Canva has crafted a wildly successful business model on the idea that graphic design should be accessible to everyone. The Australian company has raised $560 million since its founding in 2012, and is currently bringing in an annualized recurring revenue of around $1.7 billion, according to co-founder and chief product officer Cameron Adams.
Canva is in 190 countries and over 100 languages, and has signed on more than 170 million active users. But despite its rapid growth and international presence, the company has taken some hits this year. A handful of Canva’s investors — like Blackbird, T. Rowe Price and Frank Templeton — marked down the company’s valuation, which had seen a peak of $40 billion after a $200 million fundraise in 2021. Blackbird’s valuation of the company dropped to $25.6 billion and T. Rowe Price’s to around $13 billion in June.
It would be easy to think that Canva had earned those devaluations, but really, it was mainly about market sentiment. 2020 and 2021 saw a massive expansion in multiples that has since contracted, which caused investors to reevaluate. And regardless, by all standards, Canva is still a decacorn.
Adams told TechCrunch+ he’s not worried about valuation drops, anyway. “This year has been one of our best years for growth. We’ve almost doubled on most of our metrics. We’ve had 80 million more active users join since this time last year, so it’s just been up and to the right for us,” he said. “That’s what we focus on: more users, better product, revenue growth.”
Over the last 12 months, Canva has released a slew of generative AI products that Adams said gives both the company and its users a new ability to build features and design work that might not have even been considered five years ago. “For us, AI is going to bring human creativity to the next level,” Adams said, noting that AI will enable Canva to “take great visual communication to a billion people around the world.”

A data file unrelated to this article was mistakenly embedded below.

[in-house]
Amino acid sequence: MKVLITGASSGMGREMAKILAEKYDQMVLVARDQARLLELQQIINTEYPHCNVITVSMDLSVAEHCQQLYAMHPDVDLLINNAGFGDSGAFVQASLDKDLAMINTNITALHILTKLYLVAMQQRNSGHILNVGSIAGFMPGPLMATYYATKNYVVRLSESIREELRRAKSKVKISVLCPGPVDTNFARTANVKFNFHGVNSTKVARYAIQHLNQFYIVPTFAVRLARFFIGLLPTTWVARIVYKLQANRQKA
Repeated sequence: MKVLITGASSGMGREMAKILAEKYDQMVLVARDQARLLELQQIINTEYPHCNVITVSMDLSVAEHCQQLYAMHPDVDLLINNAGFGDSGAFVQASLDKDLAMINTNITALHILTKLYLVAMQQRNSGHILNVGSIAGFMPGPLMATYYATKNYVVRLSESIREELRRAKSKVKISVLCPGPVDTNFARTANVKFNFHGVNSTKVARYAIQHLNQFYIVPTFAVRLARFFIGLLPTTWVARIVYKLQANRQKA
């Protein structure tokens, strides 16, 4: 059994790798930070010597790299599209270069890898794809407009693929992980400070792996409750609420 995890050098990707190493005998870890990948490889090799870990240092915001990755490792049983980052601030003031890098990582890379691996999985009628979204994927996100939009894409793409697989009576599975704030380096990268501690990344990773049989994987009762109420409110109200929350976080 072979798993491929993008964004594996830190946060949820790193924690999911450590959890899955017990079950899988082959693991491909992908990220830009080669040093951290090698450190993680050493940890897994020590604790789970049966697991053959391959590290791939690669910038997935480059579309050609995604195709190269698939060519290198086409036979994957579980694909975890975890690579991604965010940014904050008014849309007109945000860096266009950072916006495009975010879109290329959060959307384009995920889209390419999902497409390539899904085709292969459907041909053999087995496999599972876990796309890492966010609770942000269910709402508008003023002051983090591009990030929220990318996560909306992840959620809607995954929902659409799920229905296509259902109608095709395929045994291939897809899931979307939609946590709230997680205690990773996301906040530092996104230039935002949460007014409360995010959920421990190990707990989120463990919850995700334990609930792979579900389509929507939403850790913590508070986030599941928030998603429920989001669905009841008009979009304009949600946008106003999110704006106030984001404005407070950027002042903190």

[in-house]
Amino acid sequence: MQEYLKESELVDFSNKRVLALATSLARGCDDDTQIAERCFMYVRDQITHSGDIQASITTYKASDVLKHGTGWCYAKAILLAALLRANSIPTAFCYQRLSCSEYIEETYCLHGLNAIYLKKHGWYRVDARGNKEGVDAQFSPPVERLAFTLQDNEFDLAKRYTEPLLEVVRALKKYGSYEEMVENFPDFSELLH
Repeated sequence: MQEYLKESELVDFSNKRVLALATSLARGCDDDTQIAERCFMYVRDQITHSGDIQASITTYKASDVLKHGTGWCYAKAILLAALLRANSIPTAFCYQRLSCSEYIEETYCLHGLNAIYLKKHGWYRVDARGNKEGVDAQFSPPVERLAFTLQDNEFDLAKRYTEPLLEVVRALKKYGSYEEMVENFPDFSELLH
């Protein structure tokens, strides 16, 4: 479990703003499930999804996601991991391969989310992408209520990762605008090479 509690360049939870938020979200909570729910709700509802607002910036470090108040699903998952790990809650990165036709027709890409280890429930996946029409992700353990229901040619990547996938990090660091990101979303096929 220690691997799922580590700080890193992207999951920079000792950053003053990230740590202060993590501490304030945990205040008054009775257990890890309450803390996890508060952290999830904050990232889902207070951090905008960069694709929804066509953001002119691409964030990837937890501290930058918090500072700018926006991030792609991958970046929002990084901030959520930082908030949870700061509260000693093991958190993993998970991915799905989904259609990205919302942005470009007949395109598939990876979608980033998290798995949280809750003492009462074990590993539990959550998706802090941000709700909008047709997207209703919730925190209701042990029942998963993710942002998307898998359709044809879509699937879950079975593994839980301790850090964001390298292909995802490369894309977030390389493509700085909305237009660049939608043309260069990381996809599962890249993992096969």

Many companies have jumped on the generative AI bandwagon since ChatGPT disrupted the consumer-facing space in November 2022, eliciting eye rolls and suspicion from many a journalist. But with Canva, generative AI hits different. In fact, it’s hard to imagine a better technology to boost Canva’s user growth and revenue generation. Content is the company’s bread-and-butter, the main reason why Canva has been able to scale to such impressive heights and across global boundaries. That’s because the focus has always been on offering images and templates to suit specific geographic audiences.
“One of the keys to our growth is we always thought across boundaries internationally,” Adams said. Canva has over 120 million pieces of content in its library, which is sourced widely from individual contributors and stock photography houses.
“We’ve concentrated a huge amount on having really international, localized, authentic content,” Adams said. That means not only ensuring that people can use the product in their local language, “but also when they land on the homepage, seeing templates that relate exactly to them, that speak to the holiday they’re having next week, to the issues and culture they’re dealing with, that has photographs of the people they’d see on the bus next to them on their ride to work. All of that authentic local experience has been crucial to our international growth. And international growth has been the story of Canva.”
Canva’s top market is the U.S., and Adams said that’s closely followed by Brazil and India. Indonesia and the Philippines are two of the company’s top growth markets.
Generative AI will only give users more, and smarter, content choices. In October, Canva announced a $200 million commitment over the next three years to pay out creators who consent to having their content used to train the company’s AI models. Adams said that so far, only 0.0005% of creators have opted out.